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Noise [Paperback]

Russell Smith
4.5 out of 5 stars  See all reviews (4 customer reviews)
List Price: CDN$ 18.95
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Product Description

From Amazon

The brain-rattling sounds of the city frame Noise, Russell Smith's smart and engaging follow-up to his popular debut novel, How Insensitive. Our hero, James Willing, finds himself caught between the placid but boring world of the suburbs he left behind and the noisy, ultra-hip downtown scene that feels just as alienating. He stumbles into a job as a restaurant critic, writing pretentious reviews that make him an unwilling arbiter of all that is cool in Toronto.

When James loses his apartment in rather dramatic fashion, he crashes at his friend Piers De Courcy's place, where they wax philosophic, mainly about James's life, and drink copious amounts of fine wine, which they describe in hilarious detail. (A '79 Les Ormes du Pez, declares De Courcy, offers a "quiet voice of reason ... whimsical, patient, tolerant of human foibles.") James is terrorized by De Courcy's Maritime roommate and her jock boyfriend, an arts-grant-gobbling performance artist, and finds his attention divided between two women who personify his struggle between the suburbs and the city: Alison, a single mother from back home, and Nicola, a tattooed and studded überbabe photographer whom James enlists to shoot an overrated Prairie writer he is interviewing for a large American publication. Alison turns out to be less grounded than she appears, while Nicola is the type of high-maintenance slacker that has driven millions of men to despair. James is both drawn to and repelled by the terrible beauty of city women and the charade of city life, and Smith paints trendy Toronto with an accuracy that will have you either cringing or laughing your head off. --Moe Berg

Review

`You don't have to like James Rainer Willing to like Noise, the exuberant lampoon of which he is the over-elegant centrepiece. And a good thing too -- dour, self-absorbed, the most pretentious restaurant critic ever to hit the pages of a trendy tabloid, Willing is a throwback to the hilariously unsatisfactory heroes and heroines of Kingsley Amis and Evelyn Waugh. Smith, whose 1994 novel, How Insensitive, mined similar territory -- the lives of Toronto's helplessly hip -- offers here a more polished portrait of a distracted magazine writer for whom la vie bohème is rapidly becoming La vie ho-hum. ... Smith picks on the effete and the dowdy with a bracing even-handedness: he's just as good at nailing what makes motel dining rooms so creepy as he is at skewering performance poets.'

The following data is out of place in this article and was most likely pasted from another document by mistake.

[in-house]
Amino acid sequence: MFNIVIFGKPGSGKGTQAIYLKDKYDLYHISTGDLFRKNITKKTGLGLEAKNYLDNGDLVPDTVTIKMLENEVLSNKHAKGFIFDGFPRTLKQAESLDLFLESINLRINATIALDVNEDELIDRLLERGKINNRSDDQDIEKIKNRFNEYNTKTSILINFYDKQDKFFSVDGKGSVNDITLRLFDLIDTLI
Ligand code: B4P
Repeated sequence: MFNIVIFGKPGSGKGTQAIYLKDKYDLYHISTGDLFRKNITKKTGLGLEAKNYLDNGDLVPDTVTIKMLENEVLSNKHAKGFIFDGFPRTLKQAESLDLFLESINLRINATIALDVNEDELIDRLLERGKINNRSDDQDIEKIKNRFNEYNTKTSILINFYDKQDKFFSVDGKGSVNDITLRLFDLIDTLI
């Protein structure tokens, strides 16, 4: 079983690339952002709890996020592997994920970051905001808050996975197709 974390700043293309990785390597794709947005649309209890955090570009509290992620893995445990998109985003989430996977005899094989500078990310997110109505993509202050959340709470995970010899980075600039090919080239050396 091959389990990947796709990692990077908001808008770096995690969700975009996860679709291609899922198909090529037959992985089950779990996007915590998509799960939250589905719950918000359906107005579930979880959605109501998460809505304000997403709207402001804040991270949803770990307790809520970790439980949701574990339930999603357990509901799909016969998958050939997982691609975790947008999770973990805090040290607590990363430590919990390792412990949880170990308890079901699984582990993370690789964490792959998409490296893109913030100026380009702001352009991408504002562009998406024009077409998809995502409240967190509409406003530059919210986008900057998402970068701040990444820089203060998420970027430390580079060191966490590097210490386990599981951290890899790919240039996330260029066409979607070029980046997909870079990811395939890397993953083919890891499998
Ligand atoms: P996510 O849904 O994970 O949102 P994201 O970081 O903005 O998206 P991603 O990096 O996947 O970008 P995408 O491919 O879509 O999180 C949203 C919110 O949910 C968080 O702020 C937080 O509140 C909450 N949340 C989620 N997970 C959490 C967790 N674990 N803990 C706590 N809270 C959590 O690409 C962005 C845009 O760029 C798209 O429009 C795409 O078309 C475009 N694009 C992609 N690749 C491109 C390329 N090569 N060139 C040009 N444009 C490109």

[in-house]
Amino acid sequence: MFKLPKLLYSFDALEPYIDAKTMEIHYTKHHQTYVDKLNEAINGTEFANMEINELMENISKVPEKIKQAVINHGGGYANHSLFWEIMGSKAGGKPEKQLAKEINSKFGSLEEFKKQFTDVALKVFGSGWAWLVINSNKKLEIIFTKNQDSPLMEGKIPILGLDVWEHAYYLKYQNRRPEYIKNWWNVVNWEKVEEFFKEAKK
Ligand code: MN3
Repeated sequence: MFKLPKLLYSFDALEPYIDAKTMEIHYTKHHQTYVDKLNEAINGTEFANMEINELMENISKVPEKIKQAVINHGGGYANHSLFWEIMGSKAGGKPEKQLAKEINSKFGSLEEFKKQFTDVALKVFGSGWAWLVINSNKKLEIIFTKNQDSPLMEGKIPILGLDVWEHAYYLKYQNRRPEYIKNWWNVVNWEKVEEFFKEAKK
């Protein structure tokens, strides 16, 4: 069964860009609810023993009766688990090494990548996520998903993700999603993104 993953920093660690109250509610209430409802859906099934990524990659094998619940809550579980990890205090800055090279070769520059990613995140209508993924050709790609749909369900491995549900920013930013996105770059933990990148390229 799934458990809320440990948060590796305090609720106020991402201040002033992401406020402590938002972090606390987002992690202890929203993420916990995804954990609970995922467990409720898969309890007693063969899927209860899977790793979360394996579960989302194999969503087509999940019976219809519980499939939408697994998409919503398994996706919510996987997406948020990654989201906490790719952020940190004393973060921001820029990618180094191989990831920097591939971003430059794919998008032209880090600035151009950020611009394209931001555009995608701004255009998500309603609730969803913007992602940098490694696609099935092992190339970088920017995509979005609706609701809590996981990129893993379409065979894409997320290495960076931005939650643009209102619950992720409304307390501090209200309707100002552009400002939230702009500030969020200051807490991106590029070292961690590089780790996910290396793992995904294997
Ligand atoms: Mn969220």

(Saturday Night)

`Noise is not so much a novel as a series of sketches. Many of them ... are priceless. In one episode, Willing and his girlfriend visit an upscale restaurant and witness its famous chef and his boyfriend, the sous-chef, having a colossal hissy fit.... In these and other scenes, Smith plays to his strengths -- a well-tuned ear for speech, a keen eye for absurdity, a wicked aptitude for ridicule. These are writerly strengths that Canadian literature badly needs.'

(Toronto Star)

`The brain-rattling sounds of the city frame Noise, Russell Smith's smart and engaging follow-up to his popular debut novel, How Insensitive. Our hero, James Willing, finds himself caught between the placid but boring world of the suburbs he left behind and the noisy, ultra-hip downtown scene that feels just as alienating. He stumbles into a job as a restaurant critic, writing pretentious reviews that make him an unwilling arbiter of all that is cool in Toronto.

`When James loses his apartment in rather dramatic fashion, he crashes at his friend Piers De Courcy's place, where they wax philosophic, mainly about James's life, and drink copious amounts of fine wine, which they describe in hilarious detail. (A '79 Les Ormes du Pez, declares De Courcy, offers a ``quiet voice of reason ... whimsical, patient, tolerant of human foibles.'') James is terrorized by De Courcy's Maritime roommate and her jock boyfriend, an arts-grant-gobbling performance artist, and finds his attention divided between two women who personify his struggle between the suburbs and the city: Alison, a single mother from back home, and Nicola, a tattooed and studded überbabe photographer whom James enlists to shoot an overrated Prairie writer he is interviewing for a large American publication. Alison turns out to be less grounded than she appears, while Nicola is the type of high-maintenance slacker that has driven millions of men to despair. James is both drawn to and repelled by the terrible beauty of city women and the charade of city life, and Smith paints trendy Toronto with an accuracy that will have you either cringing or laughing your head off.'

(Moe Berg amazon.ca)

About the Author

Russell Smith was born in Johannesburg, South Africa and grew up in Halifax, Canada. He studied French literature at Queen's, Poitiers and Paris (III). Since 1990 he has lived in Toronto, where he works as a freelance journalist. He has published articles in The Globe and Mail, Details, Travel and Leisure, Toronto Life, Flare, NOW and other journals, and short fiction and poetry in Queen's Quarterly, The Malahat Review, Quarry, the New Quarterly, Carousel, Kairos, Toronto Life and other journals. Russell appears frequently on television and radio as a cultural commentator. In 1995 he won a Gold Medal at the American City And Regional Magazine Awards. Russell Smith is the author of six works of fiction; his first novel, How Insensitive, was short-listed for the Smithbooks/Books In Canada First Novel Award, the Trillium Prize and the Governor General's Award for Fiction. In 2005 he was a juror for the Governor General's Award in Fiction (in English).

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